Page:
As far as the calculations, I do it a little differently than Chabraha. I do not use my %input from my mock samples for any quantification. This is because, at least for me, my Ct values for my mock samples typically have a lot of variability associated with them using qPCR. I typically just use them as a qualitative control, i.e, I just check to make sure my Ab enrichment is higher than my mock. For my calculations, to check for actual enrichment I calculate %input for my Ab at my target or experimental site and compare that to the %input I get at my negative control site. For the size of signal I get it can actually be difficult to get a good negative control region, because if you pick something that doesn't come up with a reasonable Ct on your qPCR, it gets very noisy. You've probably seen me recommend using a retrotransposable element (LINE1) as a negative control because it exists as a very high copy number in the genome (at least the mouse genome that I was using...should be good for the human genome too I imagine) at is actively repressed, so it will contain markers of transcriptional repression (and not be very likely to bind many TFs). The other thing I always try and run is a positive control primer set in which the TF has been shown to bind. This can get tricky when the literature is a bit sparse in your particular system, but it's worth a good check.
Thank you guys again. just to have some form of reference, can I roughly know what's the approximate ct you get generally for your 1%input, your target primer with sample ip, your neg ctrl primer with sample ip, and also those primers with mock ip? I just want to have a feel of what kind of results it may be, like do 1%input usually give better ct than target primer with sample ip? Or how many more ct is mock sample results and etc.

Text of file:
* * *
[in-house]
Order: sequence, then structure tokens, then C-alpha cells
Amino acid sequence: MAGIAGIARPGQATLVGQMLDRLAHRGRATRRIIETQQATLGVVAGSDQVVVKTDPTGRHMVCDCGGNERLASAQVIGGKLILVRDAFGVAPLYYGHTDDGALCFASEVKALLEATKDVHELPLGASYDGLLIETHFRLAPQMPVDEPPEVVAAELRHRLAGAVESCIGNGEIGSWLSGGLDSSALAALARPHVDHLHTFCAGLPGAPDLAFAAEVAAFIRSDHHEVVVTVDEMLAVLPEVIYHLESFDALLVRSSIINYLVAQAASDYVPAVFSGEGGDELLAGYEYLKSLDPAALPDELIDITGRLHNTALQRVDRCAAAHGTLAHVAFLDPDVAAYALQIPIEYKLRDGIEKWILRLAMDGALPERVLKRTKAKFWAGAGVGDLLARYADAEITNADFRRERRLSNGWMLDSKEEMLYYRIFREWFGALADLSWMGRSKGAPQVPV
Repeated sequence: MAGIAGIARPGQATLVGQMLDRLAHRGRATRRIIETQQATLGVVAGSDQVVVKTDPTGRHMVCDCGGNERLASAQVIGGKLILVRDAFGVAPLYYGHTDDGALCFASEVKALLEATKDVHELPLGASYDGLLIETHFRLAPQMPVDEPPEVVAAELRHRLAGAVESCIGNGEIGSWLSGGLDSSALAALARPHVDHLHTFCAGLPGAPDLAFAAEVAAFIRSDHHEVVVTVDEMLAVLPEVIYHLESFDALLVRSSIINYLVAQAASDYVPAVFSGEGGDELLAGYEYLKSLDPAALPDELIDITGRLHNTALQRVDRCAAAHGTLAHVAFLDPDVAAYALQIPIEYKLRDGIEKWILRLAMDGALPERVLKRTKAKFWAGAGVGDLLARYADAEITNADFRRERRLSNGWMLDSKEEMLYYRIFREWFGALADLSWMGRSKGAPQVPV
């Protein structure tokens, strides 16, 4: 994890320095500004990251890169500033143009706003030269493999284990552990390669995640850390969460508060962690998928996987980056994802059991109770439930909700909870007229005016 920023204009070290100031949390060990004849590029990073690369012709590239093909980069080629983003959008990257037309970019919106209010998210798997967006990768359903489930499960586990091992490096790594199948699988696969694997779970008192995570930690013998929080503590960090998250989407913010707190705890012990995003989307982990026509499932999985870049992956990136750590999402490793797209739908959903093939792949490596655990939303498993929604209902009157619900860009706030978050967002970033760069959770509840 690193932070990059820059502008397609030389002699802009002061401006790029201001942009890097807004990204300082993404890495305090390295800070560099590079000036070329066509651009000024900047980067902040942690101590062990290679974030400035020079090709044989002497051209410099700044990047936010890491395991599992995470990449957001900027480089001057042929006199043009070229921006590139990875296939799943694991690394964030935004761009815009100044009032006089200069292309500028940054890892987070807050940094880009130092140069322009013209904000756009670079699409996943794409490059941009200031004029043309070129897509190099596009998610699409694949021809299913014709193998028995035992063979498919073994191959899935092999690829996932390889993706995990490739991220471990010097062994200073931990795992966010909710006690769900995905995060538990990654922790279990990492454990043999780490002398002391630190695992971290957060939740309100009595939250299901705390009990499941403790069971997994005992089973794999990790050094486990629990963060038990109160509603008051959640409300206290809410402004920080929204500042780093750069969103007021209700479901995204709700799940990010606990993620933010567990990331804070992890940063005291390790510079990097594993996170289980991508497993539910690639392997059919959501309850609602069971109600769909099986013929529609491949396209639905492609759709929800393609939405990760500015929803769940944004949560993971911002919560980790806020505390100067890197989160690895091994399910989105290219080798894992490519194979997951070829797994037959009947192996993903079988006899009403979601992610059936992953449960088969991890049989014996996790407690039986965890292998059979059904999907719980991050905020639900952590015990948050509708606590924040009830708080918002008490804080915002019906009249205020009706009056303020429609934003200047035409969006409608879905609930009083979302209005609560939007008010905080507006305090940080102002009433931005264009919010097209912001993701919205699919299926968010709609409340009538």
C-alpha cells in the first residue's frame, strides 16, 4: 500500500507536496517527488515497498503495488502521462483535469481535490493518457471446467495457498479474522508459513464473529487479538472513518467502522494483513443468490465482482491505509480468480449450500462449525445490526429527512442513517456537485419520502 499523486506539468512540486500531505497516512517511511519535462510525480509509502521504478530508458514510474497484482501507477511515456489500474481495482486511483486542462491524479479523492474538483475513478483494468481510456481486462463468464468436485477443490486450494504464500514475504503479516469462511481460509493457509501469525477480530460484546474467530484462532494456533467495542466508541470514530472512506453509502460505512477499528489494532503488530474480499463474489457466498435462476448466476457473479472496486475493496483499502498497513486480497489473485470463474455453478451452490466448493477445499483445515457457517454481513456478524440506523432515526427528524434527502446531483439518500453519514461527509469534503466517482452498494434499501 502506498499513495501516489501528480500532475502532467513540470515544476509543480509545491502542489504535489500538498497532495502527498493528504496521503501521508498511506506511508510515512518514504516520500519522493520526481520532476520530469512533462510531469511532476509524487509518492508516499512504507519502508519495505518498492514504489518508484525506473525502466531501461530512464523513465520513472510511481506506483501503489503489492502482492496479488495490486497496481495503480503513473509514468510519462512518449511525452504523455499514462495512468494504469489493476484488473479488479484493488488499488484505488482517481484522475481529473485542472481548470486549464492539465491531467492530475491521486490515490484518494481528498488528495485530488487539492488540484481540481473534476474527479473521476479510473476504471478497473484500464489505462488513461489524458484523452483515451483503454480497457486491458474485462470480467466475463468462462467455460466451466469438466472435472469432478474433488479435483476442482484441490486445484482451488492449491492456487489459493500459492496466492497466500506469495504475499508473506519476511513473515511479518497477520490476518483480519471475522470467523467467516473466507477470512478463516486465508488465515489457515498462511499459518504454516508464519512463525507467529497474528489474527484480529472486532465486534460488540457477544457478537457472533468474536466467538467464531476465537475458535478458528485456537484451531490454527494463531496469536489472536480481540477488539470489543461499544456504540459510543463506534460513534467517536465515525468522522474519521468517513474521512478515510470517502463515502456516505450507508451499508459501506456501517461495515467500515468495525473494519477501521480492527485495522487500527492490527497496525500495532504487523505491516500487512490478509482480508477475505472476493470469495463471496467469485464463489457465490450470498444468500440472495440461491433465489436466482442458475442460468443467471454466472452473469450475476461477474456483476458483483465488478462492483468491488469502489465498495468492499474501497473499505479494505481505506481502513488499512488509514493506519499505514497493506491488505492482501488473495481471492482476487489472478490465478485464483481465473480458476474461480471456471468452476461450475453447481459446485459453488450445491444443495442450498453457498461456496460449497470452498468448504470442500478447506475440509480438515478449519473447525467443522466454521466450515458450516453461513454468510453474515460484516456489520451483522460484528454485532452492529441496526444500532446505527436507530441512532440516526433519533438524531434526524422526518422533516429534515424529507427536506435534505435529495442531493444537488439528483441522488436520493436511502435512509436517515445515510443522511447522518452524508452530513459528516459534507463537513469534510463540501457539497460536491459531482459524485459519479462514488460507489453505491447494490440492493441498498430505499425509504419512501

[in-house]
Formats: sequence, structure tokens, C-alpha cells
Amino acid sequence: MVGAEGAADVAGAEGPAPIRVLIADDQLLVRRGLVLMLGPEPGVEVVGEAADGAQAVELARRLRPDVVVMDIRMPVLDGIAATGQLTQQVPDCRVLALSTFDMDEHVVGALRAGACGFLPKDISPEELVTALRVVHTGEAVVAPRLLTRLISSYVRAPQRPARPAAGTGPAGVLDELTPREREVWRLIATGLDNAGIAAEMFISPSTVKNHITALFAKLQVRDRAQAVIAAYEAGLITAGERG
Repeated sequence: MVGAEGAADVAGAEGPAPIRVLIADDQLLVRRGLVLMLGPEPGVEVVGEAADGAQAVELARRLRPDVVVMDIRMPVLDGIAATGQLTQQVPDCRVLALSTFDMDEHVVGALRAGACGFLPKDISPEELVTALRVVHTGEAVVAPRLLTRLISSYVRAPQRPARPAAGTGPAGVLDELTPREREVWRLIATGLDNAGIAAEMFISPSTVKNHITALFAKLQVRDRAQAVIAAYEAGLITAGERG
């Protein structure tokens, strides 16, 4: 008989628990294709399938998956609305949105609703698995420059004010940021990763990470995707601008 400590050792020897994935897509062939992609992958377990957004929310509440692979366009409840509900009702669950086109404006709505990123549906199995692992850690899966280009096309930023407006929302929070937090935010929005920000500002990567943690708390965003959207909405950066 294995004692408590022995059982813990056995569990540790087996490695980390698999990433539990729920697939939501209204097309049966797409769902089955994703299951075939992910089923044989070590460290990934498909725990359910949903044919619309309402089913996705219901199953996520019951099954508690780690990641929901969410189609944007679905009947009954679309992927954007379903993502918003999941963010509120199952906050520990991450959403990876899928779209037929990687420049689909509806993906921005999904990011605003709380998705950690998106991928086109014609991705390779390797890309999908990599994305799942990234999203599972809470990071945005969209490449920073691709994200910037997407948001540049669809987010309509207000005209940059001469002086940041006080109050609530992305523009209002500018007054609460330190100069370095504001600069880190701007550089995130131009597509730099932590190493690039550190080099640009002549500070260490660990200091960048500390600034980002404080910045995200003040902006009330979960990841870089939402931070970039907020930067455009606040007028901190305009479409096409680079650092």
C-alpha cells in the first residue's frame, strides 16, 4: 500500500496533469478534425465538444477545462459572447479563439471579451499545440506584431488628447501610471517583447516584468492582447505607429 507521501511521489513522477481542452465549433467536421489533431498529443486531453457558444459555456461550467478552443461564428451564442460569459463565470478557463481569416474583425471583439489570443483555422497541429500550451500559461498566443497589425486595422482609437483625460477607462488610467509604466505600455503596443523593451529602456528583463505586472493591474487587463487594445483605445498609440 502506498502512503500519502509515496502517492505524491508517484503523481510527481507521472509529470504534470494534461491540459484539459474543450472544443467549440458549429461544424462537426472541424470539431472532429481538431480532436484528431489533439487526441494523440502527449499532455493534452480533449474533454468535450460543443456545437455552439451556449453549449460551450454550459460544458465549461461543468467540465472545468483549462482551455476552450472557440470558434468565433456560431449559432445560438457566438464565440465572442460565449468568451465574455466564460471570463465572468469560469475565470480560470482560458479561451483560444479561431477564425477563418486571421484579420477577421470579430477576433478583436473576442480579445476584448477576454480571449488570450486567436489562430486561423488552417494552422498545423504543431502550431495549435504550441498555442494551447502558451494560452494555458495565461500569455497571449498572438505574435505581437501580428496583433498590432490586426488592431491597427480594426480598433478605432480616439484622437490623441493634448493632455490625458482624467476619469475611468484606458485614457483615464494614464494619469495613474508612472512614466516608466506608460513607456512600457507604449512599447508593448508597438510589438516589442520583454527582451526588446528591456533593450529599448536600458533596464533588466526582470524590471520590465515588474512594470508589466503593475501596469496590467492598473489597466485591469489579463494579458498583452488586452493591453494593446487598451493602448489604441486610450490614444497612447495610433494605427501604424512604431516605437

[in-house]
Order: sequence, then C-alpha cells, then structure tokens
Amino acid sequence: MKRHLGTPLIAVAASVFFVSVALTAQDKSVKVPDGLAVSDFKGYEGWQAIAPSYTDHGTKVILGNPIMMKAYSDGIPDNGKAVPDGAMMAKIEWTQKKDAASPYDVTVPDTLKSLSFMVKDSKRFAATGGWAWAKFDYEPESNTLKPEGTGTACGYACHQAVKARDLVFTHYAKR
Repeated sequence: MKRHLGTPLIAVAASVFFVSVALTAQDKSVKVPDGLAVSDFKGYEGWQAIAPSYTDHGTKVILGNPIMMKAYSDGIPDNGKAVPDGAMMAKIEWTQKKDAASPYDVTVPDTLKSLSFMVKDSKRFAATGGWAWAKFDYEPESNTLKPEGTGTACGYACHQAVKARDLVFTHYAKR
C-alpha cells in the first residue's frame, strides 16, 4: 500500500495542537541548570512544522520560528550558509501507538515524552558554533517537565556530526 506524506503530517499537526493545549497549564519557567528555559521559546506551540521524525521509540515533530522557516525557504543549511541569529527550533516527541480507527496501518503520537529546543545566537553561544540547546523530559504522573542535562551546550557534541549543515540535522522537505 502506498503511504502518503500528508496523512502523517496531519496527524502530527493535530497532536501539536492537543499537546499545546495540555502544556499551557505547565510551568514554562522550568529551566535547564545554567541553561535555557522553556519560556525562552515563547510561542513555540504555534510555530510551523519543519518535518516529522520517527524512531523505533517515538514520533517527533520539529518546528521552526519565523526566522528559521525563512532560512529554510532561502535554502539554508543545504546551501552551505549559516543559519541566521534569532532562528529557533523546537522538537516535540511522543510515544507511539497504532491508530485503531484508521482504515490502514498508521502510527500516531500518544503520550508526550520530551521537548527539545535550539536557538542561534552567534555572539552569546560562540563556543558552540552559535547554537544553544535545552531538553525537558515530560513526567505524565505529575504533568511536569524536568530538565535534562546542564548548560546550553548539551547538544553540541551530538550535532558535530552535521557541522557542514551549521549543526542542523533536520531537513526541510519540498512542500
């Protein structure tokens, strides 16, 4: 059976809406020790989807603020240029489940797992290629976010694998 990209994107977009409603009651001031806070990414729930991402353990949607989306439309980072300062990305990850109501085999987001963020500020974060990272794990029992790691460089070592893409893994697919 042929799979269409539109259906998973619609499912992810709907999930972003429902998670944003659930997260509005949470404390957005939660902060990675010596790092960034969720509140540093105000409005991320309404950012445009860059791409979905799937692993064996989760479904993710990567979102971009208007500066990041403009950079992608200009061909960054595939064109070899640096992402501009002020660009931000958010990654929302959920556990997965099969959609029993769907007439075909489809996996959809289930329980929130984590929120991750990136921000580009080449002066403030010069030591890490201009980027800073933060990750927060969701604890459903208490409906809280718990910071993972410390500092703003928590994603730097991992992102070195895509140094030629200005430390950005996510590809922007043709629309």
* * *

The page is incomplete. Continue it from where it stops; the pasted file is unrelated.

Mm, why is it that neg primer that don't give reasonable ct on qpcr will make your result noisy? Shouldn't neg primers, in theory, give like the biggest/ undetermined ct? I designed a neg primer pair in the intergenic region far from my promoter and did see very much lower binding there as compared to my region of interest. So thats a good neg ctrl right? And yup i've already bought positive ctrl primers based on other published articles
Sorry guys, i'm facing another problem. I've been trying out normal PCR on my samples and inputs and i'm getting a lot of variability in the results. Using the same samples and primers, sometimes i get bands, and sometimes not. Sometimes they are bright, and other times faint. Both the inputs and the IP samples give the problem. I've tried changing every reagents i have, including re-diluting the primers, and doing a 2nd cleanup for my samples, and i still get the same problem. Its just impossible to get a proper set of data with all the positive ctrls primers out. I've had a lot of experience running PCR and have never faced such issue. If you can think of any other possibility, can you please enlighten me. Thank you.
how many PCR cycles are you running?
35. I did a titration of the cycle number b4, from 25 to 45.
If you run a dilution series of you Inputs do you get any bands?
I did not do serial dilution. I have my sample eluted in 100ul. Then I use 1ul to run pcr in 25ul rxn. Sometimes they work, sometimes not. How would serial dilution help me?
After hearing how much you elute in and how much you use in your PCR I don't think that dilutions would help you. I was just thinking that maybe sometime your PCR template concentration may be out of sync with the primer concentration. Anyways, as for a suggestion to your problem.......maybe your reverse cross-link/ProK treatment is not working efficiently. You can check this by running an agarose gel just like you check your shearing except for one lane use a sample where the cross-link reversal method has been omitted.